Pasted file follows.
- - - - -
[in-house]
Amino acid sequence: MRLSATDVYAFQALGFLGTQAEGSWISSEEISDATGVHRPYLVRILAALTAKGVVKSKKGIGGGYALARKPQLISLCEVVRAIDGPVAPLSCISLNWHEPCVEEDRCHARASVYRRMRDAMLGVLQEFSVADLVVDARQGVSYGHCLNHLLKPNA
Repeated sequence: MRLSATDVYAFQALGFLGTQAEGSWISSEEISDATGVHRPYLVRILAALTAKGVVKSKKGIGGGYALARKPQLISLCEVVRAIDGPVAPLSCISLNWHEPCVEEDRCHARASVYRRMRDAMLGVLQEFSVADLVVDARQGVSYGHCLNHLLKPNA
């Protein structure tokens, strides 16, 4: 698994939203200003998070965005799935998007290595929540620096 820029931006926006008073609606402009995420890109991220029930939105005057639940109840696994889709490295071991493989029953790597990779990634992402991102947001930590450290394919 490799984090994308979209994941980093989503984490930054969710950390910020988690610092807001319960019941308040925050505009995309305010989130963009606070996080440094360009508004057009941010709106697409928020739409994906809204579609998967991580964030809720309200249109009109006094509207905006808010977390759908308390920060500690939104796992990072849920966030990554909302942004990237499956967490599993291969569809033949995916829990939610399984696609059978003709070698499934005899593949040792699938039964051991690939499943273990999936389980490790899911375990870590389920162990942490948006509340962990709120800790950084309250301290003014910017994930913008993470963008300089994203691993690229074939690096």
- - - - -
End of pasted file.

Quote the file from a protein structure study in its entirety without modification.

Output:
[in-house]
Amino acid sequence: MRLSATDVYAFQALGFLGTQAEGSWISSEEISDATGVHRPYLVRILAALTAKGVVKSKKGIGGGYALARKPQLISLCEVVRAIDGPVAPLSCISLNWHEPCVEEDRCHARASVYRRMRDAMLGVLQEFSVADLVVDARQGVSYGHCLNHLLKPNA
Repeated sequence: MRLSATDVYAFQALGFLGTQAEGSWISSEEISDATGVHRPYLVRILAALTAKGVVKSKKGIGGGYALARKPQLISLCEVVRAIDGPVAPLSCISLNWHEPCVEEDRCHARASVYRRMRDAMLGVLQEFSVADLVVDARQGVSYGHCLNHLLKPNA
């Protein structure tokens, strides 16, 4: 698994939203200003998070965005799935998007290595929540620096 820029931006926006008073609606402009995420890109991220029930939105005057639940109840696994889709490295071991493989029953790597990779990634992402991102947001930590450290394919 490799984090994308979209994941980093989503984490930054969710950390910020988690610092807001319960019941308040925050505009995309305010989130963009606070996080440094360009508004057009941010709106697409928020739409994906809204579609998967991580964030809720309200249109009109006094509207905006808010977390759908308390920060500690939104796992990072849920966030990554909302942004990237499956967490599993291969569809033949995916829990939610399984696609059978003709070698499934005899593949040792699938039964051991690939499943273990999936389980490790899911375990870590389920162990942490948006509340962990709120800790950084309250301290003014910017994930913008993470963008300089994203691993690229074939690096």